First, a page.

V8S: Big crowds for the Supercars Newcastle 500. Picture by Simone De Peak

V8S: Big crowds for the Supercars Newcastle 500. Picture by Simone De Peak

V8S: Big crowds for the Supercars Newcastle 500. Picture by Simone De Peak

V8S: Big crowds for the Supercars Newcastle 500. Picture by Simone De Peak

V8S: Big crowds for the Supercars Newcastle 500. Picture by Simone De Peak

V8S: Big crowds for the Supercars Newcastle 500. Picture by Simone De Peak

V8S: Big crowds for the Supercars Newcastle 500. Picture by Simone De Peak

V8S: Big crowds for the Supercars Newcastle 500. Picture by Simone De Peak

V8S: Big crowds for the Supercars Newcastle 500. Picture by Simone De Peak

V8S: Big crowds for the Supercars Newcastle 500. Picture by Simone De Peak

V8S: Big crowds for the Supercars Newcastle 500. Picture by Simone De Peak

V8S: Big crowds for the Supercars Newcastle 500. Picture by Simone De Peak

V8S: Big crowds for the Supercars Newcastle 500. Picture by Simone De Peak

V8S: Big crowds for the Supercars Newcastle 500. Picture by Simone De Peak

V8S: Big crowds for the Supercars Newcastle 500. Picture by Simone De Peak

V8S: Big crowds for the Supercars Newcastle 500. Picture by Simone De Peak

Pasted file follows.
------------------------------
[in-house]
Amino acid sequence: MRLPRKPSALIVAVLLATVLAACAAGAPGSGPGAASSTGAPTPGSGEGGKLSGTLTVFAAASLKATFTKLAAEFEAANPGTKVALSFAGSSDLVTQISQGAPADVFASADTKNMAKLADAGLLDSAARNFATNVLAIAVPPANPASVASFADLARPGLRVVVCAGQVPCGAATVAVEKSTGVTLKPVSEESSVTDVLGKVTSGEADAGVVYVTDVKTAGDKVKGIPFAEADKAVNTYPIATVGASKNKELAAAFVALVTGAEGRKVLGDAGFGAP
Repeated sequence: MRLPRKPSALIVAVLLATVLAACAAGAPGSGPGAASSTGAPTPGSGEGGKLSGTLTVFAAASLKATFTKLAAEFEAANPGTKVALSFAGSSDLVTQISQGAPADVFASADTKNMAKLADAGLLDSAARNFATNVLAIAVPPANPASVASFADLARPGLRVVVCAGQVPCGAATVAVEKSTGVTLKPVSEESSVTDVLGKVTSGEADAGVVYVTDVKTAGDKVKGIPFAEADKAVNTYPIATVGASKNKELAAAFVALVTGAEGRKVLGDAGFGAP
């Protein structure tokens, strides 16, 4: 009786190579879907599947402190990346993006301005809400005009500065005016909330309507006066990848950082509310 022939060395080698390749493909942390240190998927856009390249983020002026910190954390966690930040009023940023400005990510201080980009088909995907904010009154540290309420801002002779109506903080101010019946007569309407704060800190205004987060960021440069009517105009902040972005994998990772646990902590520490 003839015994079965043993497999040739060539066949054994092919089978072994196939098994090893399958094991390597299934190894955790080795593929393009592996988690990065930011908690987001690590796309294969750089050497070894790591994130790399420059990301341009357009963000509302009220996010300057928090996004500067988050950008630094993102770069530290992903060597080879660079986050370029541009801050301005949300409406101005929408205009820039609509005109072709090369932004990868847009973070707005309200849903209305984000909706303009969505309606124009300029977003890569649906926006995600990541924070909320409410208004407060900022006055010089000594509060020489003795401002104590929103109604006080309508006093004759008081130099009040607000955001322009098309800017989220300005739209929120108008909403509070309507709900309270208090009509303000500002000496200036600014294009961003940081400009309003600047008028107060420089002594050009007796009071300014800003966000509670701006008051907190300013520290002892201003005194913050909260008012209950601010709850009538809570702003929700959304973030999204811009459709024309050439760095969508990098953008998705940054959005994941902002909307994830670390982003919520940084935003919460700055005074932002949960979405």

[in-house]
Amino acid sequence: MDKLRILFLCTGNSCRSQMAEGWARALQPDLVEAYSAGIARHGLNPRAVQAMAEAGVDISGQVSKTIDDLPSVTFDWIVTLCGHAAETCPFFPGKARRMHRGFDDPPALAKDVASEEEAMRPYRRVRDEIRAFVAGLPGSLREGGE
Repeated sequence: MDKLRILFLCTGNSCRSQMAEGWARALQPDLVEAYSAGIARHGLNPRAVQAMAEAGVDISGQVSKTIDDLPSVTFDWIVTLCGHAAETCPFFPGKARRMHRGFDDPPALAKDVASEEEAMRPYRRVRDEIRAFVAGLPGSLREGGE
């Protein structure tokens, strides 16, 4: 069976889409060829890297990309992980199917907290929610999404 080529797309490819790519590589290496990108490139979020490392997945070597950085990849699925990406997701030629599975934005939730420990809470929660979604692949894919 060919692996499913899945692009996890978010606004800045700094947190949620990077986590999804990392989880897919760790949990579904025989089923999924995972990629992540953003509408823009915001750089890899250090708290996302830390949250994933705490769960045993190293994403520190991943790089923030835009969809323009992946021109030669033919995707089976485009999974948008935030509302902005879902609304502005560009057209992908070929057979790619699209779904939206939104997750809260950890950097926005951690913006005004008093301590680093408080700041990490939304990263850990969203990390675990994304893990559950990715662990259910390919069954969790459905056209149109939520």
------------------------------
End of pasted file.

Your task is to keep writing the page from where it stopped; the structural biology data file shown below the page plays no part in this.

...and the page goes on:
V8S: Big crowds for the Supercars Newcastle 500. Picture by Simone De Peak

V8S: Big crowds for the Supercars Newcastle 500. Picture by Simone De Peak

Big lines at the autograph session. Picture: Mark Horsburgh

Big lines at the autograph session. Picture: Mark Horsburgh

Big lines at the autograph session. Picture: Mark Horsburgh

Big lines at the autograph session. Picture: Mark Horsburgh

Big lines at the autograph session. Picture: Mark Horsburgh

Big lines at the autograph session. Picture: Mark Horsburgh

Big lines at the autograph session. Picture: Mark Horsburgh

Newcastle 500 Supercars – Newcastle Foreshore. Day Three. Picture shows Kylie Jane singing the National Anthem. Picture: Jonathan Carroll

SUPERCARS: Red Bull Holden Racing Team driver Jamie Whincup celebrates winning Race 26 and the Supercars Championship. Picture: AAP Image/Darren Pateman

SUPERCARS: Red Bull Holden Racing Team driver Jamie Whincup celebrates winning Race 26 and the Supercars Championship. Picture: AAP Image/Darren Pateman

SUPERCARS: Red Bull Holden Racing Team driver Jamie Whincup celebrates winning Race 26 and the Supercars Championship. Picture: AAP Image/Darren Pateman